Friday, April 19, 2024

‘Mack and Mabel’ the Surprise Victor at Carbonell Awards

No one could argue that the 35th annual Carbonell Awards, which were announced Monday night at a ceremony at Broward Center for the Performing Arts, didn’t have their share of surprises.

And there was no greater shocker than the evening’s final award. Hardly anyone could have foreseen that “Mack and Mabel,” the Broward Stage Door Theatre’s well-crafted mounting of Jerry Herman’s durable musical about Hollywood’s early days, would upset powerhouses like Actor’s Playhouse’s “Miss Saigon” (which scored more nominations than any other show and which took home Best Director of a Musical) and Maltz Jupiter Theatre’s “Anything Goes” (which won two awards, including Best Actress in a Musical). The climactic victory for “Mack and Mabel” was the only award of the evening for the Broward Stage Door, and what a whopper it was. Full disclosure: I was one of the seven judges who voted on these shows, and even I was shocked.

The “Mack and Mabel” upset is especially sweet because the Stage Door is a theater that is usually ignored. Most of their shows are not even recommended by the panel of Carbonell nominators, rendering them ineligible for awards consideration. Technically and stylistically, the theater can’t really compete with the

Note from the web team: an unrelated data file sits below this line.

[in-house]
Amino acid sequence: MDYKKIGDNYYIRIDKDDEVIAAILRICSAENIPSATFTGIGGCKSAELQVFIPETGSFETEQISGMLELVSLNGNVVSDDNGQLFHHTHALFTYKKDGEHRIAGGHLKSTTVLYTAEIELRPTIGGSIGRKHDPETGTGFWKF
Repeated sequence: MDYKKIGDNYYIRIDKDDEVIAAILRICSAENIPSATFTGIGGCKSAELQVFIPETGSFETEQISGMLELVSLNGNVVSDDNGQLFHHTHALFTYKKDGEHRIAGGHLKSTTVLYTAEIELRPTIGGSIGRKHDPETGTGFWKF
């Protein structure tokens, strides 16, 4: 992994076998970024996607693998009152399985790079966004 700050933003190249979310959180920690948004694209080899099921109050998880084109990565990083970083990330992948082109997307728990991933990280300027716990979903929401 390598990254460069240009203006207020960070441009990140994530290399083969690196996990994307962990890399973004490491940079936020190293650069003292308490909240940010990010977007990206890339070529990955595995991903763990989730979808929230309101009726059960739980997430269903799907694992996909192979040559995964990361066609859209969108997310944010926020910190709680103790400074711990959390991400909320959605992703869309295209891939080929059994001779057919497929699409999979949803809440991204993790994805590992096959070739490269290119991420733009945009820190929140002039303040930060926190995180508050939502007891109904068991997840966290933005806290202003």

lavish budgets and production values of Actor’s Playhouse or Maltz Jupiter, but ultimately, that shouldn’t matter, and in this case, it didn’t. The underdog became top dog.

The big winner in the nonmusical theatre world was “Blasted,” GableStage’s harrowing excursion into shock theater. It won the major technical awards — as it should have — for lighting, set design and sound design, and it also picked up Best Director of a Play and Best Production of a Play. “Blasted” is a controversial work, depicting war, sodomy and infant cannibalism, and its victory Monday night is proof that such tough sells have a future on South Florida stages. In his acceptance speech, director Joe Adler proudly stated that the play had no walk-outs, before slyly adding that, of course, it also contained no intermission, making walk-out opportunities difficult.

Elsewhere, Deborah L. Sherman and Lisa Manuli both offered heartwarming, humble acceptance speeches after their victories for Best Supporting Actress in a Play and Best Supporting Actress in a Musical (For Florida Stage’s “Goldie, Max and Milk” and G4 Productions’ “Motherhood: The Musical,” respectively). But no acceptance speech drew as many laughs or gasps as Gregg Weiner’s, scoring Best Actor in a Play for his role as a husband in a disintegrating marriage in GableStage’s superb “Fifty Words.” Admittedly tipsy (at very least), Weiner’s profanity-laced speech – which borderlined, hilariously, on contempt for the awards themselves – ended by quoting a former instructor, who said that good actors “act from their balls.” In an evening that included more than a few references to male genitalia (Todd Allen Durkin’s penis, exposed during “Blasted,” received as many notices as the play itself), Weiner’s flippant acceptance speech proved to be the most substantive and, despite its screw-it-all nonchalance, the most resonant of the evening.

Related Articles

Latest Articles